Word Count: 500
Livin’ the Nightmare
Some people left and never returned.
Some people had to leave and come back again in order to discover who they really were.
Others never left at all.
Douglas had wanted, at an earlier stage, to be the first kind of person, but ended up being the third. At forty-nine, he didn’t know who he was. With the half-century milestone within sight, he worried that he’d never figure it out.
Did it matter? Maybe a tad. But only to him.
Douglas never married, had no children, no such relationship to create any. His parents were long gone. His only sibling—Bernice—also childless, waded into the rain-engorged river last spring and drowned. Neighbors might have recognized Douglas, but he rarely went out. And while he had created a relatively successful business empire, he remained a faceless, nameless entity, sheltering behind an on-line persona through which he bought and sold antiques.
Douglas’s home served as his warehouse, though his was strictly an on-line presence—no, he didn’t have a “shop”, he told buyers. No, he didn’t “do shows”. He and Bernice had grown up in this house. Three bedrooms, one bath, a one-stall garage and remains of his mother’s rose garden out back. Only the regular UPS guy and the kid who mowed actually knew him, for all that he’d lived there forty-nine years.
The antiques that were the basis of his business had belonged to his parents. He had since amassed an entire houseful.
Douglas, until that fateful day when Bernice had entered the torrential waters, had been anonymous. Resigned to his lot, he got along fine. Then Bernice had done that foolish thing. Now, dishes jumbled up the sink. Antiques threatened to suffocate Douglas. He was no longer getting along fine.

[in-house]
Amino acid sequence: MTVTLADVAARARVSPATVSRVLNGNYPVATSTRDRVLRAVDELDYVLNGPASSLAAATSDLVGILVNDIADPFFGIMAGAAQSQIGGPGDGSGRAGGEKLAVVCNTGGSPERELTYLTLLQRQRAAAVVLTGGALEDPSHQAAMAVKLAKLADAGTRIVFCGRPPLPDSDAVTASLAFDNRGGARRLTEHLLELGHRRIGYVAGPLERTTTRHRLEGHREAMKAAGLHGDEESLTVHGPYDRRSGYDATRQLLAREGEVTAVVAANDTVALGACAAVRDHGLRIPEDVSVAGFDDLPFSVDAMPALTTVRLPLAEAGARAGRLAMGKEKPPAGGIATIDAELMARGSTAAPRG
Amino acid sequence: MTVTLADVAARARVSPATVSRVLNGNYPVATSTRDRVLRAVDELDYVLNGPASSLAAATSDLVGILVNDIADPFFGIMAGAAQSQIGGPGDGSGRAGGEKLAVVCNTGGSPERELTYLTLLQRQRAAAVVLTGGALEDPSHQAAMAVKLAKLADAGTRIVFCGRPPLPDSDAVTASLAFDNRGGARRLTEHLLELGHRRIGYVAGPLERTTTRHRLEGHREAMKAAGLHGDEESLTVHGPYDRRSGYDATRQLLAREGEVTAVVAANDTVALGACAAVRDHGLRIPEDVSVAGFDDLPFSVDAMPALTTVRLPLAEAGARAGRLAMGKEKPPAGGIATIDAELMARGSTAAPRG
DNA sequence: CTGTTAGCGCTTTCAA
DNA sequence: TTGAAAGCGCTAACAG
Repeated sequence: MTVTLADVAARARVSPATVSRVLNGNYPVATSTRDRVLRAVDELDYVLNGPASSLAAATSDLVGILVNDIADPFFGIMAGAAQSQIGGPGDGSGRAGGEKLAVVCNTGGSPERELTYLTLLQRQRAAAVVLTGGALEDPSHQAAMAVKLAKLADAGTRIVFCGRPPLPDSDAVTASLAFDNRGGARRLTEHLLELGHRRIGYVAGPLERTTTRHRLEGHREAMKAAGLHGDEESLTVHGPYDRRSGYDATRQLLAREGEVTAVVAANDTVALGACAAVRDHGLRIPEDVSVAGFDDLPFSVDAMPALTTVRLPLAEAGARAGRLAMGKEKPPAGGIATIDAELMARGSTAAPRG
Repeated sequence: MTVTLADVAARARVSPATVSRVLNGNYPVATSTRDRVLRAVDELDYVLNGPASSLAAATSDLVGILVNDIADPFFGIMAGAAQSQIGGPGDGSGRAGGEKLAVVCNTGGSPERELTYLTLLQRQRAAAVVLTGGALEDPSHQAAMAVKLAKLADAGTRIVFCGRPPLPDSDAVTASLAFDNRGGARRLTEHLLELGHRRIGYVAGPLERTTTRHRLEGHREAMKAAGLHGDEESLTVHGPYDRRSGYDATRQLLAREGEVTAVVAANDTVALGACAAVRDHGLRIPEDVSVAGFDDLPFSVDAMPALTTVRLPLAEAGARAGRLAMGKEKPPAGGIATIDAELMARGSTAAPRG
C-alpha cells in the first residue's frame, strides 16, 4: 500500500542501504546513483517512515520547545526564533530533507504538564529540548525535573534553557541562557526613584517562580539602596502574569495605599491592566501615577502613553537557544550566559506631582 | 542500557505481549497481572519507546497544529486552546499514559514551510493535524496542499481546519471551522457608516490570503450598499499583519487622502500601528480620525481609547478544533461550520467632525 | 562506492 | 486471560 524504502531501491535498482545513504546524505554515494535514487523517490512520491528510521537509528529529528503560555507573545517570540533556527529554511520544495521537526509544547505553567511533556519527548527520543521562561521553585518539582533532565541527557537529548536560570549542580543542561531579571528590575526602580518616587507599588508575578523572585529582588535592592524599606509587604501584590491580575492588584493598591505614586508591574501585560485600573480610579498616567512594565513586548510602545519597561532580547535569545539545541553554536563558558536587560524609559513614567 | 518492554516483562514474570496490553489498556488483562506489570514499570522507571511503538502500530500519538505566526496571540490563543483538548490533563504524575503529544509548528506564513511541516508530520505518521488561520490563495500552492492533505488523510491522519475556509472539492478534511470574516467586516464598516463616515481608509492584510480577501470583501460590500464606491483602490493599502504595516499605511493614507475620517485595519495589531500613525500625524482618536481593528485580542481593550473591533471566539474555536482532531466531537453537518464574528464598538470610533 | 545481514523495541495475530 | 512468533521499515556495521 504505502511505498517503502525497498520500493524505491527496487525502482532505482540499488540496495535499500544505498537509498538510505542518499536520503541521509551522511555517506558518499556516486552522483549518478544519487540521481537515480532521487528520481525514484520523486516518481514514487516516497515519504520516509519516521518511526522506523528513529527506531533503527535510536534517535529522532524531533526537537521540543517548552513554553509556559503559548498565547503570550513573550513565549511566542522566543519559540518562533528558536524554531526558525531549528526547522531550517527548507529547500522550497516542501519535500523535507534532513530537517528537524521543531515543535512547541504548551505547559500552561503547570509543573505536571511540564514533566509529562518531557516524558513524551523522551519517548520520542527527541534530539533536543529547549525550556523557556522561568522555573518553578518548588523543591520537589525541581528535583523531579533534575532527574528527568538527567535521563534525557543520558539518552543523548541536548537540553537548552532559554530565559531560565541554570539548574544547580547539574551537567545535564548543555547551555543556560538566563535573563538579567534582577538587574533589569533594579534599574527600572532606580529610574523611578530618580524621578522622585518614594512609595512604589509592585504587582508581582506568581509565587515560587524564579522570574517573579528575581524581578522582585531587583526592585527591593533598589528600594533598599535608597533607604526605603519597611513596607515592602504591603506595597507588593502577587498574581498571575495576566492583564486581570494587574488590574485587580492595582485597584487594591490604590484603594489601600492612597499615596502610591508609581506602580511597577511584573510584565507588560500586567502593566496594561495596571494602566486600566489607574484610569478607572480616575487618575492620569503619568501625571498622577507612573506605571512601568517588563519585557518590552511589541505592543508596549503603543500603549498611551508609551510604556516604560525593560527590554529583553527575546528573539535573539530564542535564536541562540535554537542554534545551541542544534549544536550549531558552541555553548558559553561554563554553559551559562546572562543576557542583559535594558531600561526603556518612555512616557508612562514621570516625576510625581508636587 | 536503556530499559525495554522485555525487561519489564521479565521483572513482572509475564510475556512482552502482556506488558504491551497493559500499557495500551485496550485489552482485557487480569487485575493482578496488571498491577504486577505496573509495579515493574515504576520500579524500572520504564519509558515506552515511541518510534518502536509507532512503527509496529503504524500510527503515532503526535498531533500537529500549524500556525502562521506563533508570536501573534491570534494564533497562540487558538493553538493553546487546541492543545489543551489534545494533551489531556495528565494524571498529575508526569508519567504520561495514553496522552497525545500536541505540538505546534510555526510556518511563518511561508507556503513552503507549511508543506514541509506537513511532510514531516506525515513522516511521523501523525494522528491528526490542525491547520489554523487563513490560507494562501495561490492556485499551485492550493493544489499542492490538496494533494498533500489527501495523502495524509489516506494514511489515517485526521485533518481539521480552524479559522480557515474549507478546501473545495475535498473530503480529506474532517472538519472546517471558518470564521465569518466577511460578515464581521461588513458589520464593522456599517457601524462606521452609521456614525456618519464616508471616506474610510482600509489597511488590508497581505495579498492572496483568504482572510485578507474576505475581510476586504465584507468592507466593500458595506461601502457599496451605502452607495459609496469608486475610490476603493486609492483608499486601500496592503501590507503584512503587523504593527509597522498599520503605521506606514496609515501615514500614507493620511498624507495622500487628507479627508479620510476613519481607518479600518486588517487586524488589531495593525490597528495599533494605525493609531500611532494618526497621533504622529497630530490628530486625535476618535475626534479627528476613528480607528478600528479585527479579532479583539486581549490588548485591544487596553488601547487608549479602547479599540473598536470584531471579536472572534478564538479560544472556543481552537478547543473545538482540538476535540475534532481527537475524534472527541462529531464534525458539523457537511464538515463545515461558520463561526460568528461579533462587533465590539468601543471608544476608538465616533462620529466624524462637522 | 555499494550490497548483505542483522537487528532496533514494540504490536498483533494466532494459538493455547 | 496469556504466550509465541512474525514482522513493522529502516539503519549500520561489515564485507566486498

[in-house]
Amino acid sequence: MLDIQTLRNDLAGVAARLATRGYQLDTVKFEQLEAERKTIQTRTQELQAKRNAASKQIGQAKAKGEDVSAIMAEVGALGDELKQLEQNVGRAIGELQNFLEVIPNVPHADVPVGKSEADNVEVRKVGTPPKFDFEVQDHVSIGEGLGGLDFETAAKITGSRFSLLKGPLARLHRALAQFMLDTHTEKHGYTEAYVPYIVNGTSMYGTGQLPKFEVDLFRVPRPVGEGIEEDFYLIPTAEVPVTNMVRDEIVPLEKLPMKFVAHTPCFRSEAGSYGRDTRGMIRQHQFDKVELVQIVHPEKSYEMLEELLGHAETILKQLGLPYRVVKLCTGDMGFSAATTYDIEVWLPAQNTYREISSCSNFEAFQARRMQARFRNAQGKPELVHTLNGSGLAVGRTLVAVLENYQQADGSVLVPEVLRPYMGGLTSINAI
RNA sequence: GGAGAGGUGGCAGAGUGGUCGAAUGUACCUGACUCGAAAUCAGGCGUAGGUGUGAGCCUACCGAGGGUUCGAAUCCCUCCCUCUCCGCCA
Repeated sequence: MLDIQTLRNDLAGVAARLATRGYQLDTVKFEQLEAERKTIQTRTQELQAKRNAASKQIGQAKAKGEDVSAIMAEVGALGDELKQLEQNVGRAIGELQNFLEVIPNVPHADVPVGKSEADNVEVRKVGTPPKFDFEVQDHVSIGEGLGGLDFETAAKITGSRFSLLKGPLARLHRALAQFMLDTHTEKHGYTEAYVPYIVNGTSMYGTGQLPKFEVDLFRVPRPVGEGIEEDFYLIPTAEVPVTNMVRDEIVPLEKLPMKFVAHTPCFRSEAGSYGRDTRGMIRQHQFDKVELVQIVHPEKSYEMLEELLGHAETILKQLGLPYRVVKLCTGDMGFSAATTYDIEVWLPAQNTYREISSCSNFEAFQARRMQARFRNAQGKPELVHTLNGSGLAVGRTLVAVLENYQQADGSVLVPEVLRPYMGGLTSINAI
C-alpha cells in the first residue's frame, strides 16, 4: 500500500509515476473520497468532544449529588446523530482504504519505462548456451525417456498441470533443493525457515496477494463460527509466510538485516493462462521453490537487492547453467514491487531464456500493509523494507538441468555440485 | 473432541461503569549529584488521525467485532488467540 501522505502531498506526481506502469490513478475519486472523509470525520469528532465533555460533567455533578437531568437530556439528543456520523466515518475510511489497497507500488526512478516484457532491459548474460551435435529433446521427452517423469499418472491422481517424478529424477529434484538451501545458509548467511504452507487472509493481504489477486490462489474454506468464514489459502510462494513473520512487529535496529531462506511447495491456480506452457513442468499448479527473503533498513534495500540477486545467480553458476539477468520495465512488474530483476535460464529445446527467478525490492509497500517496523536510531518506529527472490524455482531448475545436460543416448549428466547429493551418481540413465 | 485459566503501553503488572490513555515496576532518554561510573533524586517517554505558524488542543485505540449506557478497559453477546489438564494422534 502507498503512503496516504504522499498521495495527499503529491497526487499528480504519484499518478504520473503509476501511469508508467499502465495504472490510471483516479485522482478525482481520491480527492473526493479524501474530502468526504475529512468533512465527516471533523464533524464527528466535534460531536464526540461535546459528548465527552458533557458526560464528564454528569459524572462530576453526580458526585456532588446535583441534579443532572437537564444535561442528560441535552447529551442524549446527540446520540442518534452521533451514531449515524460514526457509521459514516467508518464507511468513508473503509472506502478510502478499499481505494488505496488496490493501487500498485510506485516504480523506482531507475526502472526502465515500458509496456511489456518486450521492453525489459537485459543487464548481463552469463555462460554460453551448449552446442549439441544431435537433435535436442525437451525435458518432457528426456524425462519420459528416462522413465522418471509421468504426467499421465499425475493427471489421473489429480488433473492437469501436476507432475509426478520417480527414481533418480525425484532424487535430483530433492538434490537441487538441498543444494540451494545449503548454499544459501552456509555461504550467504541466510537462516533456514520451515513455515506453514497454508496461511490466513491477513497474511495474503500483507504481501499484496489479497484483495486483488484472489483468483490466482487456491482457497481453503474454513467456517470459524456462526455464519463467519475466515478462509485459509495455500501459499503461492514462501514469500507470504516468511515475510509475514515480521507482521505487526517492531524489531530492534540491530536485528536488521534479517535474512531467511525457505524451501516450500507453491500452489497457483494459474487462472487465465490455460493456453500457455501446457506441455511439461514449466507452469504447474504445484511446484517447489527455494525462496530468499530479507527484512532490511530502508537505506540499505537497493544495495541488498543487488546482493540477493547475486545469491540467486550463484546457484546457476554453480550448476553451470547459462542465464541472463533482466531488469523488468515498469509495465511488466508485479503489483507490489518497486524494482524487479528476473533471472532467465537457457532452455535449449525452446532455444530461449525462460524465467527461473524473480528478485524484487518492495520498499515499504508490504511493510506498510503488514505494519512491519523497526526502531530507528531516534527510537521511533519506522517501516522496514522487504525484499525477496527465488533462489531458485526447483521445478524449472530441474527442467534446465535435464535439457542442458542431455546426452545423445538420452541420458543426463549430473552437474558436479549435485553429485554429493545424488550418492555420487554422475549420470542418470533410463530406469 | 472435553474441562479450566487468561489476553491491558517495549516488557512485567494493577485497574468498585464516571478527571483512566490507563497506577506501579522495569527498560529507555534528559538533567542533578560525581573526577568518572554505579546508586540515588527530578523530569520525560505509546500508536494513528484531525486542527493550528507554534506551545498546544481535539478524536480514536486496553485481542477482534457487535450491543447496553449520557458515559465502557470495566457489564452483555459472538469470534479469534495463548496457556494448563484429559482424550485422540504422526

Sometimes, Douglas sat up half the night, the computer’s glow the only illumination of the room once inhabited by his parents. He’s transformed it into an office. Anyone peering in the window would have seen a haggard, middle-aged man, cheeks furrowed, great hollows cast around his eyes by the unnatural light, which also shone off the expanse of forehead unveiled by receding hairline. Surprisingly, his hair was unmarred by gray, his sallow, waxy skin ghostly by contrast.
Douglas told himself he stayed awake to track his e-bay auctions. But he was merely forestalling sleep, avoiding the nightmare that clutched him when he drifted off, just as Bernice had clutched at him by the water’s edge. Water. So innocuous, yet so powerful. The difference between tap-water and a raging river was like the difference between a Lionel caboose and a freight train. Poor Bernice, so foolish, attempting to leave.
Douglas had only wanted to show how dangerous the world could be. Now, in dreams, he saw her face, distorted by the water, melting, skin dripping, falling away, the bloated, grimacing skull, triumphant in its defeat, mocking Douglas.
Douglas, the quiet neighbor who never bothered anyone. He still didn’t know who he was. And neither did anyone else.